06 Jan 2011:
Satellites Will be Used
To Better Manage Irrigation Projects
NASA researchers have developed a computer program that will use satellite data, information from wireless sensors in fields, and weather observations to help farmers more efficiently irrigate their fields
. Irrigation accounts for nearly 70 percent of water use in the U.S., and NASA scientists say that their
Satellite view of Salinas, Calif.
high-tech approach could improve irrigation efficiency by 20 to 25 percent. NASA is doing a test project with farmers and vineyard managers in California’s San Joaquin Valley, one of the most intensively farmed regions in the U.S. The project will combine temperature and moisture data from soil sensors with satellite data on crop growth to estimate irrigation needs of individual farms and then distribute that information in near real-time to farmers via computers or hand-held devices. Using that information, farmers can precisely determine how much water to release into their fields and vineyards, enabling them to use less water to produce the same yield. The information generated by the project will be stored in a central database, allowing farmers to compare past and current seasons and better manage their irrigation systems.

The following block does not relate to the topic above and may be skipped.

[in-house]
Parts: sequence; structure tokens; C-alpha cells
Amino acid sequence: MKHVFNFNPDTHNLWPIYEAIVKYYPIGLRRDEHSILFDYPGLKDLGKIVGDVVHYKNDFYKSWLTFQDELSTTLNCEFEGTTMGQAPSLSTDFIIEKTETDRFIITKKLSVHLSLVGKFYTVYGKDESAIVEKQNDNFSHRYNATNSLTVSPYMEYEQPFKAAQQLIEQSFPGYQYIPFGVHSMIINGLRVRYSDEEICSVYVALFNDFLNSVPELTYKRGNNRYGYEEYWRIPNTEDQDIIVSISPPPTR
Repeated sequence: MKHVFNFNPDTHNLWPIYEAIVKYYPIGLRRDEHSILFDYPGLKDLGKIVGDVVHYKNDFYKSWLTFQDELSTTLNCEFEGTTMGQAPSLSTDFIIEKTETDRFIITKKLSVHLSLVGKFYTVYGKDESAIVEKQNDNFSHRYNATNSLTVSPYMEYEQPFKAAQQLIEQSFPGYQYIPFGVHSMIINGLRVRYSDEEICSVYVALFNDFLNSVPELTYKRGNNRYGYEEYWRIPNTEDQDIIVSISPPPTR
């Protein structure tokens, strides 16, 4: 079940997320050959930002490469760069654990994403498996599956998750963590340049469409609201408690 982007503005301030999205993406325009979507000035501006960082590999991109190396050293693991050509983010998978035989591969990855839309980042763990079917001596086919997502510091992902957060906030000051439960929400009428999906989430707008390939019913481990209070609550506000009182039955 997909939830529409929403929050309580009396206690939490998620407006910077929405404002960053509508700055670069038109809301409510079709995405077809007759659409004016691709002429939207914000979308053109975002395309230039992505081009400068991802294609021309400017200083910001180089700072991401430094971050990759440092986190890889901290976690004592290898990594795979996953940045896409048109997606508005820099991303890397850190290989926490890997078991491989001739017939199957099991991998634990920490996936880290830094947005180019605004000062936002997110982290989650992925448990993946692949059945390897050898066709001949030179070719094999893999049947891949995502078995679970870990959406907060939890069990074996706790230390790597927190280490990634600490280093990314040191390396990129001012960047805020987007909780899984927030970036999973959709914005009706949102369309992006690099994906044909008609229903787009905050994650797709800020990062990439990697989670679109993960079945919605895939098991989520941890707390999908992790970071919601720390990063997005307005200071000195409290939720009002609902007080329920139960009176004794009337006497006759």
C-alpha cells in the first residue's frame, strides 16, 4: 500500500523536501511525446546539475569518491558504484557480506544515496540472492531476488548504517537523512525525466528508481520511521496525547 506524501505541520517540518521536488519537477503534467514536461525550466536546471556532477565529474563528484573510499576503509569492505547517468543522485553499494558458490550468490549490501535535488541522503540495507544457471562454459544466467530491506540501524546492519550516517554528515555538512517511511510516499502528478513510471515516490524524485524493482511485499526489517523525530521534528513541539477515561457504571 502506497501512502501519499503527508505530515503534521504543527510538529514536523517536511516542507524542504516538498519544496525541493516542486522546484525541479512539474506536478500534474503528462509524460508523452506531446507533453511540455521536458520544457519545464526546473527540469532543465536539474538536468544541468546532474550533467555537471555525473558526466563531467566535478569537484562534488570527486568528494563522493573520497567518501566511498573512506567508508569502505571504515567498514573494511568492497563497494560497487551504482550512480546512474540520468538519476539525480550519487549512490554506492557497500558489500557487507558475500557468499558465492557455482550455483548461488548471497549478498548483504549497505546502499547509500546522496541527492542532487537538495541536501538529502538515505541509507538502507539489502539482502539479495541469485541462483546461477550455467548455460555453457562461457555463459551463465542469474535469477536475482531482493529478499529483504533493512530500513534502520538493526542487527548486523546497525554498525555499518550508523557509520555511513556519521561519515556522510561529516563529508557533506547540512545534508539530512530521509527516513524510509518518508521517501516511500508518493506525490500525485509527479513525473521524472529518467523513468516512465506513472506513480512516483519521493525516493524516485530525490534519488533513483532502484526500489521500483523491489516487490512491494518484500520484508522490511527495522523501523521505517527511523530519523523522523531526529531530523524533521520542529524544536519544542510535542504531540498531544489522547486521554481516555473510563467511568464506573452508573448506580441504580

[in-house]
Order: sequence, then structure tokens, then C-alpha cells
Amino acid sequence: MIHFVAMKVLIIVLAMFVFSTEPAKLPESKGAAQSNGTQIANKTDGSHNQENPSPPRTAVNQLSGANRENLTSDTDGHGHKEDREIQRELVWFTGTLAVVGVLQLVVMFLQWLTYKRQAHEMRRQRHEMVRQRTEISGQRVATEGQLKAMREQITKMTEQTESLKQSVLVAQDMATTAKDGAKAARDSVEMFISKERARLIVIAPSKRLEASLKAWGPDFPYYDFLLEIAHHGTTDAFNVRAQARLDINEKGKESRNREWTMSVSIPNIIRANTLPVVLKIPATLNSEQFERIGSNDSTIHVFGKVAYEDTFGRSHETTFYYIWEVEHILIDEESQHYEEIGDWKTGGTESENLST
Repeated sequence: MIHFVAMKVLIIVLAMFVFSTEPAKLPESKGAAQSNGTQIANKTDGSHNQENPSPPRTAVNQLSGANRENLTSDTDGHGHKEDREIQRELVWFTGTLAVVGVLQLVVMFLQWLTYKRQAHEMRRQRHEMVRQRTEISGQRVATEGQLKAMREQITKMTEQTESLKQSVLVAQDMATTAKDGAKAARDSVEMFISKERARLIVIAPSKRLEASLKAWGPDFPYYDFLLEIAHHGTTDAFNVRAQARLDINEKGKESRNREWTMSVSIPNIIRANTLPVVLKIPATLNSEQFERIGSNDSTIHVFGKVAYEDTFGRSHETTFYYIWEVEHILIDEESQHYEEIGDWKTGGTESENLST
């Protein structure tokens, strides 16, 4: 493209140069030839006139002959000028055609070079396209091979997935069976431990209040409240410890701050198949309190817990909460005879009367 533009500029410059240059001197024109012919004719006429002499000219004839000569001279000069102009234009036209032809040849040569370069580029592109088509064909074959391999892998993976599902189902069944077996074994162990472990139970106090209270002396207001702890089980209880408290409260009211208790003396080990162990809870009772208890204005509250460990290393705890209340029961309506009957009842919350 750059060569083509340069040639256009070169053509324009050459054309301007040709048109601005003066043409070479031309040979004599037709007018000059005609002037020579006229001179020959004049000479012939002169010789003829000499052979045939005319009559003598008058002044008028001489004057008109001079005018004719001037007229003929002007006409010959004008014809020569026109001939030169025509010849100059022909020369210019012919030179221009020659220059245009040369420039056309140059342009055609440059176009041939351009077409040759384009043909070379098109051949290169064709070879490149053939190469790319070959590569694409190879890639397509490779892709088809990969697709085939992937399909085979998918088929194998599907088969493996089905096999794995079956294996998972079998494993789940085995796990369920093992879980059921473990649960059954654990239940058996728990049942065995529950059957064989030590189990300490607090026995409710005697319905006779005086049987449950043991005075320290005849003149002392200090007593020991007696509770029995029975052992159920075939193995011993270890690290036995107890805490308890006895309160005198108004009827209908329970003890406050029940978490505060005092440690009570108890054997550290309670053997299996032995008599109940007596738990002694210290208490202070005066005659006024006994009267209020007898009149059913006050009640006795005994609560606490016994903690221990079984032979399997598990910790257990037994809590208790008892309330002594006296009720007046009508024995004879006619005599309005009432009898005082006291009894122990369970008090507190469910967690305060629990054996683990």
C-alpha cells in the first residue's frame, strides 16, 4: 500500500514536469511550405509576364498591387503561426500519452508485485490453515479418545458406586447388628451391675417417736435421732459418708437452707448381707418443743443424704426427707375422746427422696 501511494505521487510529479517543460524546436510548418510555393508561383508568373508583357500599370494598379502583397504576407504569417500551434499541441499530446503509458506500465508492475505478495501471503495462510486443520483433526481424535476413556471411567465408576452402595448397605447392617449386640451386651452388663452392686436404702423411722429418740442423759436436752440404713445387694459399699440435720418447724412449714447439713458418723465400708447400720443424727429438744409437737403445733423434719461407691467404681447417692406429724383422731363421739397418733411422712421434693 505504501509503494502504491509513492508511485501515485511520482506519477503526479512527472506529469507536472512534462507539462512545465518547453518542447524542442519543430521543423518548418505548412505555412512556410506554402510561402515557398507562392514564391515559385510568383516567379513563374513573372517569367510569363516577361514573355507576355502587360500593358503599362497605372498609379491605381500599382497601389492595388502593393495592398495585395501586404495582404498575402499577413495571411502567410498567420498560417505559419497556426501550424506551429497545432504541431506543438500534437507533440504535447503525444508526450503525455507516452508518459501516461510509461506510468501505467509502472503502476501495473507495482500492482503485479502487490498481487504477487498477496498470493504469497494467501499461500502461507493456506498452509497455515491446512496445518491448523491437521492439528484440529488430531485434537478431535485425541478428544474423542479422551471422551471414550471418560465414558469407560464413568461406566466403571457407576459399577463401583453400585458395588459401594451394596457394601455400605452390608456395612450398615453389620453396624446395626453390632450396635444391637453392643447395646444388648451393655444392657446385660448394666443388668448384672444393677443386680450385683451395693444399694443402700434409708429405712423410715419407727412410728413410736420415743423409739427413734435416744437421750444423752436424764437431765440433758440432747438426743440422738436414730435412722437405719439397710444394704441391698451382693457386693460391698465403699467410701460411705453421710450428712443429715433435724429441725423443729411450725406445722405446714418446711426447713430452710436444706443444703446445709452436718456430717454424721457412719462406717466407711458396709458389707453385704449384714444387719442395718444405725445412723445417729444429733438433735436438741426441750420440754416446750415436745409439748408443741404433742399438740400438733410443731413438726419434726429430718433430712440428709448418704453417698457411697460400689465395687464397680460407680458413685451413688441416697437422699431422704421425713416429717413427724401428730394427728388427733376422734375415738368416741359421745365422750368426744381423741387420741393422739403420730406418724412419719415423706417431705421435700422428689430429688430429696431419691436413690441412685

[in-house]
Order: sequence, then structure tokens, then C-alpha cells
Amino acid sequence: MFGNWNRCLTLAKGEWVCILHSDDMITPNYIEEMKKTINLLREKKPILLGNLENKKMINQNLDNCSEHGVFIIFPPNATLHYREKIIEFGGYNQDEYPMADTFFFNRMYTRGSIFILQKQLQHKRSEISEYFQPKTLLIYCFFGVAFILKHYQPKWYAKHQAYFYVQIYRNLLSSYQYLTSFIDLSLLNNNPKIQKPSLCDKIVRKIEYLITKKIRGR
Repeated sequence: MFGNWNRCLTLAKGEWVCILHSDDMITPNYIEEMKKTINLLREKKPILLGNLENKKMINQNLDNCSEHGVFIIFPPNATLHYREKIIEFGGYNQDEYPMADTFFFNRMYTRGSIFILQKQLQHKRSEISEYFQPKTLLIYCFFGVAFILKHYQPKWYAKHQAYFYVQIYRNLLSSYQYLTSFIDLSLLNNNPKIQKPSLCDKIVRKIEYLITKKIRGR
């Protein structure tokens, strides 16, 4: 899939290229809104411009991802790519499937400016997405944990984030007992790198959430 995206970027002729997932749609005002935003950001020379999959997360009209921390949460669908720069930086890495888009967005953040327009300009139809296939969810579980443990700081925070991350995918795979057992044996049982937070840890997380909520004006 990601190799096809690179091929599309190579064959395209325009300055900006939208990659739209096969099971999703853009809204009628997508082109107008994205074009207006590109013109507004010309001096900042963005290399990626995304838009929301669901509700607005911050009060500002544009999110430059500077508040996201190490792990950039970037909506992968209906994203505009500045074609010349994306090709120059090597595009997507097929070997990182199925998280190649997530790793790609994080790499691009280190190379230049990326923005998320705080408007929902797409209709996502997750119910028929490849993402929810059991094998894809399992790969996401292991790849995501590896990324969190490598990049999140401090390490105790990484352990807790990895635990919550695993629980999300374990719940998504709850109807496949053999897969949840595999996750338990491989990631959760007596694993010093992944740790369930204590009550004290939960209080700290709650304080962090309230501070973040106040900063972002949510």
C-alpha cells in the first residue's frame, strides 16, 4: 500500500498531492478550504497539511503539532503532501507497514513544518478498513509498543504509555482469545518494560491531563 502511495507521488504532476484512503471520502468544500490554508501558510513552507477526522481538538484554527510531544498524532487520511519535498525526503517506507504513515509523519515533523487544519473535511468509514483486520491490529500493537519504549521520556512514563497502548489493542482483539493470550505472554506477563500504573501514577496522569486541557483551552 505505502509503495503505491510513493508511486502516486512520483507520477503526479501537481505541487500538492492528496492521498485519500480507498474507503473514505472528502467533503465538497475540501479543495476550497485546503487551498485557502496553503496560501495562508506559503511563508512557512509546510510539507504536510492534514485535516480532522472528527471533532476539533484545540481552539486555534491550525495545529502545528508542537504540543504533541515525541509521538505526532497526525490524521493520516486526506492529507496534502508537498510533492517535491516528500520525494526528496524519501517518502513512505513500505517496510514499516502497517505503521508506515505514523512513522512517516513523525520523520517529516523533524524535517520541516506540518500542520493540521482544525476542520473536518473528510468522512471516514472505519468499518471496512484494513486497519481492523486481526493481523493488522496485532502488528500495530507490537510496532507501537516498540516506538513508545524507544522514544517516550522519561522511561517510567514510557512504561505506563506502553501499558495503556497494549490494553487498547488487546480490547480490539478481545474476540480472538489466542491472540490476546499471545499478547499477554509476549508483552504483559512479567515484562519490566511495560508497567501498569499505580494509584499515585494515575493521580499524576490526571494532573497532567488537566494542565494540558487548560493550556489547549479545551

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A look at how acidifying oceans could threaten the Dungeness crab, one of the most valuable fisheries on the U.S. West Coast. Watch the video.
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An aerial view of why Europe’s per capita carbon emissions are less than 50 percent of those in the U.S. View the photos.
An indigenous tribe’s deadly fight to save its ancestral land in the Amazon rainforest from logging. Learn more.
video series looks at the staggering amount of food wasted in the U.S. – a problem with major human and environmental costs. Watch the video.
Residents of the Chocó Rainforest in Ecuador are choosing to plant cacao over logging in an effort to slow deforestation.
Watch the video.
Tribal people and ranchers join together to stop a project that would haul coal across their Montana land. Watch the video.